From Feast upon the Word (http://feastupontheword.org). Copyright, Feast upon the Word.
- Here Rob S. suggests "image" as a notion of our indwelling relationship with God.
- Here's a quote from the Word Biblical Commentary (in relation to Gen 1:26, but very relevant to understanding Alma 5:14 and other verses). The quote is given as one of several different intepretations for image (the other interpretations mainly consider image to mean "similarity or resemblance"), so this one stood out a bit as being different:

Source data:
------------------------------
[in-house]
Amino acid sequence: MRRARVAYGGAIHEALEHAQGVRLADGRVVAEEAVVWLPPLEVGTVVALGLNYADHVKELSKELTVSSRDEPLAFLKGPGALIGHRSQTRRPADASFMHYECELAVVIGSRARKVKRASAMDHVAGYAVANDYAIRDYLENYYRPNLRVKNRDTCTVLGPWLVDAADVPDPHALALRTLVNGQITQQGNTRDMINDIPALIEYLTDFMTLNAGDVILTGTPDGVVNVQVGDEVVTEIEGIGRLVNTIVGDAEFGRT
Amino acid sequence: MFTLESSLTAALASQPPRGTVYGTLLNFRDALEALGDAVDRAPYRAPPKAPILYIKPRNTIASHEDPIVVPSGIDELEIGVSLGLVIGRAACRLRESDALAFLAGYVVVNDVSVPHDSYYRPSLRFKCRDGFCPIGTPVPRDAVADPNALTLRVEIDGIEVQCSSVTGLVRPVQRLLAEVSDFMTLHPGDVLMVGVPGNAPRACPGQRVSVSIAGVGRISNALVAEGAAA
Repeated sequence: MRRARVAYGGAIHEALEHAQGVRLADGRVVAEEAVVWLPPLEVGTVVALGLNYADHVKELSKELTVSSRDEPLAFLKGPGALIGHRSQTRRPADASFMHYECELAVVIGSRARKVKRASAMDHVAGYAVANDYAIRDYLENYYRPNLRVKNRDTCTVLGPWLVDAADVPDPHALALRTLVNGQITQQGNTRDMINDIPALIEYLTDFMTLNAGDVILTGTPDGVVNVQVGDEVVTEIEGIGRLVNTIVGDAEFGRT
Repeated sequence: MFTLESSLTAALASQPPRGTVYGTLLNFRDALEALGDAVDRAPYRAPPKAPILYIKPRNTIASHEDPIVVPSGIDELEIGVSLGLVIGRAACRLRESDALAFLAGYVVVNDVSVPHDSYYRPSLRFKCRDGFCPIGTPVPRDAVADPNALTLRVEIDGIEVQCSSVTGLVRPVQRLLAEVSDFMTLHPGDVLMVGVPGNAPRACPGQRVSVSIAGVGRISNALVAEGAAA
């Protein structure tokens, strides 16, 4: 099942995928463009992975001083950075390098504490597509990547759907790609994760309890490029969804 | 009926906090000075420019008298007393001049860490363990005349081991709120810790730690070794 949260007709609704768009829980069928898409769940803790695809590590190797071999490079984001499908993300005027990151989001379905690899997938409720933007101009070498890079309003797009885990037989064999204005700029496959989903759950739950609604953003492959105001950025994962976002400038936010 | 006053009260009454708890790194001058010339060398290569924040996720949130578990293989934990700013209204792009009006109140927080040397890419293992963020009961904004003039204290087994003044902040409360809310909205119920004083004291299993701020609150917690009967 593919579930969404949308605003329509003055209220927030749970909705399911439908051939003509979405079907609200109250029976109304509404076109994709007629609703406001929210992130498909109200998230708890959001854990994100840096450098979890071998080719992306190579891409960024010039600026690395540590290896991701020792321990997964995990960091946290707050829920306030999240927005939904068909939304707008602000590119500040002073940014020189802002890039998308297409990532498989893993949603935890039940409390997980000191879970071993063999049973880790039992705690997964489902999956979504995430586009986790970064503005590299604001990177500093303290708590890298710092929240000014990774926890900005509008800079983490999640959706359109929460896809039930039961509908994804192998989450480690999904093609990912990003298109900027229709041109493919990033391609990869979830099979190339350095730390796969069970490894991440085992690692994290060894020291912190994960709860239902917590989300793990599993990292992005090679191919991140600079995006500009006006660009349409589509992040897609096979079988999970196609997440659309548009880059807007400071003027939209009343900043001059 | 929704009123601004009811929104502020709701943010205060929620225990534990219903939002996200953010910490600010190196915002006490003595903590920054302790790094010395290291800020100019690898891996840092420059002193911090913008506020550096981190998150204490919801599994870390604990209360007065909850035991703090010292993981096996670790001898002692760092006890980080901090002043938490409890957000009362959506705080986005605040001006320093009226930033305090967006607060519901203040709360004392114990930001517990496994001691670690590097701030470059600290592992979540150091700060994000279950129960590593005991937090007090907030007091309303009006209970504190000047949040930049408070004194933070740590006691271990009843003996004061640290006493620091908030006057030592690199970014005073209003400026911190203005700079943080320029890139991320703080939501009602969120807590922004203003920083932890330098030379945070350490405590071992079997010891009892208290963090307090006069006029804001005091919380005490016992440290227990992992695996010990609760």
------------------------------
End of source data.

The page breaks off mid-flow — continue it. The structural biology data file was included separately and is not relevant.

- The image makes man God’s representative on earth. That man is made in the divine image and is thus God’s representative on earth was a common oriental view of the king. Both Egyptian and Assyrian texts describe the king as the image of God (see Ockinga, Dion, Bird). Furthermore, man is here bidden to rule and subdue the rest of creation, an obviously royal task (cf. 1 Kgs 5:4 [4:24], etc.), and Ps 8 speaks of man as having been created a little lower than the angels, crowned with glory and made to rule the works of God’s hands. The allusions to the functions of royalty are quite clear in Ps 8. Another consideration suggesting that man is a divine representative on earth arises from the very idea of an image. Images of gods or kings were viewed as representatives of the deity or king. The divine spirit was often thought of as indwelling an idol, thereby creating a close unity between the god and his image (Clines, TB 19  81–83). Whereas Egyptian writers often spoke of kings as being in God’s image, they never referred to other people in this way. It appears that the OT has democratized this old idea. It affirms that not just a king, but every man and woman, bears God’s image and is his representative on earth.